KuroKage Silver TiNi Driver Shaft Review

Mitsubishi KURO KAGE Silver with TiNi

By Russ Ryden, Fit2Score, A Dallas Fort Worth Club Fitter & Club Maker
The Golf Center at the Highlands, Carrollton Texas

KuroKageSilverTiNiImageThe Mitsubishi Kuro Kage Silver has been updated in 2013 with the addition of 8 inches of Titanium Nickel Wire wrapped into the tip section of the shaft. The graphics are slightly different and the tip bears the TiNi logo used on Mitsubishi shafts with Titanium Nickel wire tip reinforcement. The KuroKage line was the first of the Mitsubishi products to use high density pregreg, The Kuro Kage shafts have this high density material added to the lower third of the shaft.

KuroKageSilverTiNivsFubukiKThe EI Bend Profile Signature is similar to the Fubuki K. The Fubuki K and its predecessor, the Fubuki Tour continue to stiffen from 11″ to the tip, while the Kuro Kage Silver softens. Both have a slight mid zone stiffness bump, like the Diamana White Board with that bump occurring closer to the tip in the Kuro Kage Silver to promote a little higher launch.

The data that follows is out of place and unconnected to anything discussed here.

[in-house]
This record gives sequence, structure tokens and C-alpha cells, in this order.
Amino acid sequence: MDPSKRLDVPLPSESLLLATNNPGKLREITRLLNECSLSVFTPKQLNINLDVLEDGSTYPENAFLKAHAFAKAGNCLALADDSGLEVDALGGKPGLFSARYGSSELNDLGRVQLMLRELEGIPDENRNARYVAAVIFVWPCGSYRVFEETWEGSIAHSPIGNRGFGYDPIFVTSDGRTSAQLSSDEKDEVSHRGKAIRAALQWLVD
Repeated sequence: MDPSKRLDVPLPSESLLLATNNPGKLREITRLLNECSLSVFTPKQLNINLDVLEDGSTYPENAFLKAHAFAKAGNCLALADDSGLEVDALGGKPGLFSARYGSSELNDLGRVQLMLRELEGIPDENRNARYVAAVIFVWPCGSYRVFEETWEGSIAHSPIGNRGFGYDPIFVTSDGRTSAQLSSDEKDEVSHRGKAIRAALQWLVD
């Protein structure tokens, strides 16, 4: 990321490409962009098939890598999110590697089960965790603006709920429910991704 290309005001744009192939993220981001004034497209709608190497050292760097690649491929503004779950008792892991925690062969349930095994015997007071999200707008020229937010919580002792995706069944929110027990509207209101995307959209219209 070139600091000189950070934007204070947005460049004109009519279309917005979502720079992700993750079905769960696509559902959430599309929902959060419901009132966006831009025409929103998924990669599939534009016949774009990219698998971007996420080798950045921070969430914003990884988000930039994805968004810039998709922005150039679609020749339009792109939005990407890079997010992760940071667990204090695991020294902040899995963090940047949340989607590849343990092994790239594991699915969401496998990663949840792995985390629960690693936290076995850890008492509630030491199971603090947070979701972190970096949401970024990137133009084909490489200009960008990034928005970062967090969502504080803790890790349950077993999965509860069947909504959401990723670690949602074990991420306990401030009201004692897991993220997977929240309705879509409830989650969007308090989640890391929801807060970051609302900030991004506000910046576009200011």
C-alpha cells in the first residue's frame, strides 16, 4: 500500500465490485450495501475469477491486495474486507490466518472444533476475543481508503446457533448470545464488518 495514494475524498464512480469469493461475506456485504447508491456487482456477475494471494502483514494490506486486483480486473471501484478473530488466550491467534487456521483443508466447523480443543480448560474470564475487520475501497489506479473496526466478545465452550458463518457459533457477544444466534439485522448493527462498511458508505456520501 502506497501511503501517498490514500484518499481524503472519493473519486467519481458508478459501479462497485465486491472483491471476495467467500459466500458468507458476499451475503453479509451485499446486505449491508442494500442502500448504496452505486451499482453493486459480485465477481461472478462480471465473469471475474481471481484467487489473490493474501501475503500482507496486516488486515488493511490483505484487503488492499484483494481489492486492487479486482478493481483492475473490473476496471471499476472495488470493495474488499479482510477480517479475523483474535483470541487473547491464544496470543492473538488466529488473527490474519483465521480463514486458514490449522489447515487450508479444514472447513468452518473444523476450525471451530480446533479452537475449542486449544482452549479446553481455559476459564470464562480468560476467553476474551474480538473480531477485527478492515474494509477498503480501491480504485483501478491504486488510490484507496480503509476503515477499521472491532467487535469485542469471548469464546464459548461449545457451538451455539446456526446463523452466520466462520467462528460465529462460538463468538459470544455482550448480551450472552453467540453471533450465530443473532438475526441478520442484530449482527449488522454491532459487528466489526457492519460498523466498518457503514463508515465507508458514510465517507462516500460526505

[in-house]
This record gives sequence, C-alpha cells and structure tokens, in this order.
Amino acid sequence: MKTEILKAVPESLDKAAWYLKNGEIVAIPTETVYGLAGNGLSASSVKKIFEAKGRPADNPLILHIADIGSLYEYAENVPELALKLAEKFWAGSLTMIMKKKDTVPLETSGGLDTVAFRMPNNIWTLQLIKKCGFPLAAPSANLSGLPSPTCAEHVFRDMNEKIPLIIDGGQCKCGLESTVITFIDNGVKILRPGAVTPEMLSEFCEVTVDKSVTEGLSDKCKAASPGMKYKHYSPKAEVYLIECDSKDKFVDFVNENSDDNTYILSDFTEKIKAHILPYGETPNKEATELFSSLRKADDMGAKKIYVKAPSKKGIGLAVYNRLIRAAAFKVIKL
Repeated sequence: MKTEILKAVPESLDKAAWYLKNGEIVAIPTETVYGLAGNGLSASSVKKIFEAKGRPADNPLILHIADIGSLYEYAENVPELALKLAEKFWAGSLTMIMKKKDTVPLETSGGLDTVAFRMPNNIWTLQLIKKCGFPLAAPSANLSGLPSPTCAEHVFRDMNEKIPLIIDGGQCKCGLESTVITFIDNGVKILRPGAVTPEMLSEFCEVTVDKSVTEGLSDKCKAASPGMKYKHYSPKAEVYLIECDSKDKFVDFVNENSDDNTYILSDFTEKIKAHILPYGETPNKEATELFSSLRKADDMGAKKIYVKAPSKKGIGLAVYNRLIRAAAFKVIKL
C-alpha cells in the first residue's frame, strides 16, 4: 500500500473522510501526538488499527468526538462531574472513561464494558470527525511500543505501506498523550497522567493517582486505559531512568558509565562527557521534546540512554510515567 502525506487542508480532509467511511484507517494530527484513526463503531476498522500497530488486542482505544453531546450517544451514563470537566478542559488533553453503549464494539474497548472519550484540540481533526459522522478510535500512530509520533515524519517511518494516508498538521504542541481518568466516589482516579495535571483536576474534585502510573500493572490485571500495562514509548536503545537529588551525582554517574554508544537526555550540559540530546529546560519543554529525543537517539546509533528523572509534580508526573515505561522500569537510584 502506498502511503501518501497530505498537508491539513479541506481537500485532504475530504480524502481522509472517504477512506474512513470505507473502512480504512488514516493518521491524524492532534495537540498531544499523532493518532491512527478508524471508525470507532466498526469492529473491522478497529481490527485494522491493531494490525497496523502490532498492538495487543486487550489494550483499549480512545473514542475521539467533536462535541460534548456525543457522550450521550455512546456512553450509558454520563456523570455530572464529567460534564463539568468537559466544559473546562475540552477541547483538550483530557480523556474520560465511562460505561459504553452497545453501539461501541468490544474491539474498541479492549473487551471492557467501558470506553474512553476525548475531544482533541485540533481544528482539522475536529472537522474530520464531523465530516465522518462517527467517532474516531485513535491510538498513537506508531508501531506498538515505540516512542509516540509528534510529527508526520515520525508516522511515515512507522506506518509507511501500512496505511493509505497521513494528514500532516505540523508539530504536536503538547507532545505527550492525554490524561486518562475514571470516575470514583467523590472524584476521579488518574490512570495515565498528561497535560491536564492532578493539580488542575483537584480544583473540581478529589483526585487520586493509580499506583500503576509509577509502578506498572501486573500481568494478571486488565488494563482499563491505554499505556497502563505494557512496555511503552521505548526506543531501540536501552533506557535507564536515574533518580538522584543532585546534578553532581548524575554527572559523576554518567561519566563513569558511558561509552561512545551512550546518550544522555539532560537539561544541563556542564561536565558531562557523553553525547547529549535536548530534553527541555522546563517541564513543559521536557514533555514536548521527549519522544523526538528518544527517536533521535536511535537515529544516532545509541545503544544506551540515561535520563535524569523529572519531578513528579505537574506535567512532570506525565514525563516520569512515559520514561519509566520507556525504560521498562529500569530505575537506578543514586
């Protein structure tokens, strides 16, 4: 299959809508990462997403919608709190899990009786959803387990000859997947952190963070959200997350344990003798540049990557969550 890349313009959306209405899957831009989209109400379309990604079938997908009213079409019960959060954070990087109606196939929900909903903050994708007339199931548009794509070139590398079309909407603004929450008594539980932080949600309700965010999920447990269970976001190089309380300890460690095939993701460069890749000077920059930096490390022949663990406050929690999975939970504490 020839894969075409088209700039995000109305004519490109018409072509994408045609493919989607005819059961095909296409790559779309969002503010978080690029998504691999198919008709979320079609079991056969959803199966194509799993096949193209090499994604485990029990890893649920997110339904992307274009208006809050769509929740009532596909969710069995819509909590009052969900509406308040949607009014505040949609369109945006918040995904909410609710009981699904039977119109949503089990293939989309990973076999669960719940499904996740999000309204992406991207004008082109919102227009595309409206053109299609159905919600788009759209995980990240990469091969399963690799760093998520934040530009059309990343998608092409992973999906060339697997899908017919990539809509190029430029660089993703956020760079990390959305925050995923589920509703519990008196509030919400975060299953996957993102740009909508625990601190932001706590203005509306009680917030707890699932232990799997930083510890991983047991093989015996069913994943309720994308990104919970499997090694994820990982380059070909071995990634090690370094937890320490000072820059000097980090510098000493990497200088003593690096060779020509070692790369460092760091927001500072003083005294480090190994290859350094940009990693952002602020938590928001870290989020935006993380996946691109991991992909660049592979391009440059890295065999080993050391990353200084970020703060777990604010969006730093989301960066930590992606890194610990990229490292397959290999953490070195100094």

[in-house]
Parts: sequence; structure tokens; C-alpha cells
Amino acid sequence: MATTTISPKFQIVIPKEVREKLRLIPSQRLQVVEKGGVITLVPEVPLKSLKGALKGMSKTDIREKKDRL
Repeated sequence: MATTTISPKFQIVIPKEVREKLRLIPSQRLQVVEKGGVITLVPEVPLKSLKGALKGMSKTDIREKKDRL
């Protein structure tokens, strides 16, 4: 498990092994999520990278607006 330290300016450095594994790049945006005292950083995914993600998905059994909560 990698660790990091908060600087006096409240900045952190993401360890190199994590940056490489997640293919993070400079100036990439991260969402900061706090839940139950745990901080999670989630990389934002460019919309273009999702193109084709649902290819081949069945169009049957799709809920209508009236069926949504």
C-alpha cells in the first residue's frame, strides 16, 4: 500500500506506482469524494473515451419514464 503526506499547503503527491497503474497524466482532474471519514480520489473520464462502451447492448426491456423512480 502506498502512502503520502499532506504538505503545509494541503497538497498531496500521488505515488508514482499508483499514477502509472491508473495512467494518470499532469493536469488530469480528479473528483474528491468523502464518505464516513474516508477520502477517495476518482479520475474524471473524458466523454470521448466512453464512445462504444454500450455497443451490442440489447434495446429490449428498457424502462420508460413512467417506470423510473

While this is a mid priced shaft, $300 MSRP, in the Mitsubishi family of golf shafts you would not know that by looking at the radial quality. I cannot ever remember having 6 shafts in my hand that at most, varied by 1 CPM from hard to soft plane. Awesome. In a marketplace where every driver shaft has a rotating hosel, we should expect no less. And this shaft proves the manufacturing technology exists. What we do see in the Kuro Kage Silver TiNi is slightly higher torque in the R & S flex models than the Diamana and Fubuki series. Evidence of player profiling design, the players using the R & S will load the shaft less and get more feel from higher torque. Those using the X flex models need the control of low torque.


The difference between the previous version of the KUROKAGE Silver and the 2014 model is the addition of 8 inches of Titanium Nickel wire in the tip section. That gave us an opportunity to test the fiber by comparing the two shafts with a PGA tour quality ball striker, Mark Maness.KuroKageTestAverages
As you can see from this composite FlightScope report, the TiNi material did indeed add distance, reducing launch and spin with a slight increase in club head speed. Mark commented during the tests that the tip of the Kuro Kage with the TiNi felt more stable. That in a shaft with a softer tip than he has in his gamer. Its always nice to see that a technical improvement in a golf product actually results in improved performance and is not just more marketing hype.